It’s Monday 28th December 2009 and the photo awards

I am on leave and spending time at our lovely home in the Luangwa – something we rarely do. Normally we are either working or away. So it is great to chill at home. But I have popped in to write It’s Monday, the last of the year. And as promised I am announcing the winner of the 2009 Photographic Competition. This year we had less entries than usual but those that did enter did so with great enthusiasm. I loaded the photos onto the website last week so do take a look. Here are a few including the winner and some of the highly recommended.

Debbie and Nigel PicknellDebbie and Nigel Picknell

Debbie and Nigel Picknell entered a number of photos but these two I thought were interesting and unusual. The leopard walking towards a hippo’s rear end really gives you a perspective on the difference of size, bulk and grace between these animals! And Robert, the warthog who was hand reared and then later released, had a habit of running up to vehicles and nuzzling the guides feet. He wanted a good scratch and some human attention. The first time this happened to Robin he thought it must be a “mad” warthog due to disease and was trying to subtly shove it away with his feet. Of course Robin being seen to “kick” a wild animal was not in the spirit of things. Only on his return to camp did he hear that this must have been Robert and it was normal behaviour. Sadly, Robert was taken by a lion a while back and is no more!

Alex Paul - highly commendedBill North

Alex Paul has been visiting Zambia for many many years. He joined us on a Liuwa Plain safari in the early 90’s and then again in May this year. I love this photo of a group of white pelicans out in the middle of the plain, with display behaviour and horizontal lines of delicate colours. The Norths are also regulars and Bill brought a group of 16 of his family this year (see Its Monday and The North Family take over camp). Bill entered this lovely shot of affection between a lion and a lioness.

Paul Otten - highly commendedPaul Otten - highly commended

Paul Otten first came to the South Luangwa on our 2007 David Rogers Photographic Workshop. That year his superb photo of an egret won the “birds category” of the 2007 competition. He joined David R again this year, with his son Sander and together, with their long lenses, they took some fabulous shots.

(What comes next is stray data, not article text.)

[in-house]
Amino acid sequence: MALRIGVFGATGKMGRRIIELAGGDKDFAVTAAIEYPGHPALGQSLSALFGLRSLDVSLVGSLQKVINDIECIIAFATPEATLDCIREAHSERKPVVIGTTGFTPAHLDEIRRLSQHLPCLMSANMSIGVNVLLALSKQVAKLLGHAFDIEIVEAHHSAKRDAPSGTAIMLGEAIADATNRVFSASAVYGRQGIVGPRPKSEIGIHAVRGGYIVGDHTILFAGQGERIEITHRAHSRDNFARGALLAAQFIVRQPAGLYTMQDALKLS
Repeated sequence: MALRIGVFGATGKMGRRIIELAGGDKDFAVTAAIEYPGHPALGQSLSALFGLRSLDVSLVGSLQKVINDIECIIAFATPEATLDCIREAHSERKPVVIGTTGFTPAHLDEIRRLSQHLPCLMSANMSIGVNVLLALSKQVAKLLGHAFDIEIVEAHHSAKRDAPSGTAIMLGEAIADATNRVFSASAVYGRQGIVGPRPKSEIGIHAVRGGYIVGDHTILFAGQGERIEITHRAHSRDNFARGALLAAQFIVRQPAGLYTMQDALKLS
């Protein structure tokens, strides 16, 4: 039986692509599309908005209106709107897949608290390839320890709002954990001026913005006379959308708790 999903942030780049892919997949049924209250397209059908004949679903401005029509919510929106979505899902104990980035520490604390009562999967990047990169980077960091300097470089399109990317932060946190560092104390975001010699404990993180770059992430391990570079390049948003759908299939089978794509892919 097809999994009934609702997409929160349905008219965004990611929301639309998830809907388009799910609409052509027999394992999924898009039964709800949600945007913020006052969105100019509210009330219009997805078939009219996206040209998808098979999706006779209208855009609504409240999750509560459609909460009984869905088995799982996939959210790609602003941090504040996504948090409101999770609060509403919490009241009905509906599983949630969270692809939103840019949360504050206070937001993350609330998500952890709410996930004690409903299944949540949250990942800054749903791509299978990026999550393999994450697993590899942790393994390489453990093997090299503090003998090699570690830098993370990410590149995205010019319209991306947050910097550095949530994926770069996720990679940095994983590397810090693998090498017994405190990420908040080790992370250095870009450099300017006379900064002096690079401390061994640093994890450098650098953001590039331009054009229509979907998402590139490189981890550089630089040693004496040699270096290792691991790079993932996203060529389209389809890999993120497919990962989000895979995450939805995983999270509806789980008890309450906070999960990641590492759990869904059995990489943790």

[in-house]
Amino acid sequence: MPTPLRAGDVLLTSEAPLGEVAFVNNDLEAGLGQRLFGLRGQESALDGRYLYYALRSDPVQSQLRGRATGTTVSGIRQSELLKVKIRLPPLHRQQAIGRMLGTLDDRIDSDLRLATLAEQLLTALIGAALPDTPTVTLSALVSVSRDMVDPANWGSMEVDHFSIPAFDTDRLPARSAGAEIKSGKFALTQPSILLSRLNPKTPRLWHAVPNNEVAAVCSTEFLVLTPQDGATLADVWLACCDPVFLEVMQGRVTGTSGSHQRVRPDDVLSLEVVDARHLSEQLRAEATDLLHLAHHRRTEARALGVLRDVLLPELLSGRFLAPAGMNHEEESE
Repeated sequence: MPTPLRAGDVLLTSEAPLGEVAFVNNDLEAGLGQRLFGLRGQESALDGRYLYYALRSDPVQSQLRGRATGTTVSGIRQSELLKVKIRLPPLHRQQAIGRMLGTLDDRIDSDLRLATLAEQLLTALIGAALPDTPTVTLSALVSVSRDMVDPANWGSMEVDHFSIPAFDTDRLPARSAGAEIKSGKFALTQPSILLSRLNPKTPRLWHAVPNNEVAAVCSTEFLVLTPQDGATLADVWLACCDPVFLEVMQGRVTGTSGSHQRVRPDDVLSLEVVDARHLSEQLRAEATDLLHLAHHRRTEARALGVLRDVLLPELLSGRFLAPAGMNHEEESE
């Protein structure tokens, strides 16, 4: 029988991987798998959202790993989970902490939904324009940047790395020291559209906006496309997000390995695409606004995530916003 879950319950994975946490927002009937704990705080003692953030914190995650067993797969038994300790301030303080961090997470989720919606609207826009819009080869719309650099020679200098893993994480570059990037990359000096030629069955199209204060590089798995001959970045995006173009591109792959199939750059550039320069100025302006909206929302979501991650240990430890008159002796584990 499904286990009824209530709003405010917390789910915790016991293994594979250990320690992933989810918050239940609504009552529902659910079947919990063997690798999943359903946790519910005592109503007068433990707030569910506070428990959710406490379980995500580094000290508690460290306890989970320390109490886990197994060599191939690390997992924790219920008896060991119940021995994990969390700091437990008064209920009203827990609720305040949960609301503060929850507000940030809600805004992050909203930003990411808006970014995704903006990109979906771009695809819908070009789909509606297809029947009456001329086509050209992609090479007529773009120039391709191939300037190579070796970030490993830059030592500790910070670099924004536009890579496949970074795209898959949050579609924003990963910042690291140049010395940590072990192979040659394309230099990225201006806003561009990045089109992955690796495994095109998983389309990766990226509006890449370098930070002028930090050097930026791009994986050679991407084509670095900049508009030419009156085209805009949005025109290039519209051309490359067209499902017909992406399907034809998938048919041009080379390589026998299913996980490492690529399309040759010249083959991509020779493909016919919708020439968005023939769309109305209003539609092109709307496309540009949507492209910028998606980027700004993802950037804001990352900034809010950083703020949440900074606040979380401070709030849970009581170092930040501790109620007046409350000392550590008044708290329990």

Sander Otten - highly commendedSander Otten

Kathy and David Richardson signed up for the March Photographic Workshop…..David with a video camera and Kathy taking stills. Kathy took pictures of everything that happened….meals, boating, the camp as well as the wildlife. Her camera was always in her hands. And the results are spectacular. Her composition is excellent, including this one of Robert and David! The winning shot came down to the kingfishers and the zebras. And the zebras have won! Well done Kathy.

Kathy RichardsonKathy Richardson

Kathy Richardson - runner up photoKathy Richardson - the winning shot

We will be running a photo competition again in 2010 so for those of you coming to visit us – do enter!

As you know, I have Robin back after his month in the Liuwa. Wonderful to have him home. I asked him about the highlights…and in note form…..

Return from the Liuwa Pains.

Our safaris to the Liuwa ended mid December and we were able to convoy out across the seasonally flooded “Zambezi floodplain” from Kalabo to Mongu with some excitement in places. The track had been badly rutted by heavy duty vehicles and was not altogether for the faint hearted. In a number of particularly bad places we came upon a boom across the track. The local people had (very cleverly I thought) done repairs to the track but required a certain toll for passing through these “repaired sections” . We were relieved to use these in places, whilst in others it did appear we were having our legs pulled and diverted around.

carpets of flowers at Liuwa Plainrhombic night adder

The highlights of these three weeks on the plain for me have been….the visit by the president, the fields of flowers, the presence of the three Liuwa lions, (fifth mating now and by both males since June – no cubs yet). On one occasion we sighted one of the male lions with a necklace of porcupine quills imbedded . His mane must have protected him to some extent as later we saw him sitting proudly clean of quills. Good sightings of side striped jackal, selous mongoose and a couple of elusive cheetah who had killed a yearling wildebeest. Increasing amounts of birdlife throughout the weeks which included the cape shoveller and a pair of curlews which was a first for me. The two wild dog packs have had individuals collared which will allow some interesting distribution patterns to emerge. Increasing numbers of hyena moving onto the plains with all the wildebeest about. Another snake which I have had to get help in identifying. This 18 inch very light coloured snake with black striping was sighted in some leaf litter. When approached it flattened itself (as opposed to being flattened!) obviously to make itself more leaf like. Tony Phelps with Adderwatch in Cape Town was kind enough to identify it from a photo as a rhombic night adder.

All our staff are now happily back home with stories to tell of birds and scents of flowers on the wind, of wide open places.
The very best to you all for the New Year.

Ok….that was a bit long but I indulged myself – the last newsletter of the year. Everyone at RPS wishes you a wonderful 2010!!

Paul Waldron

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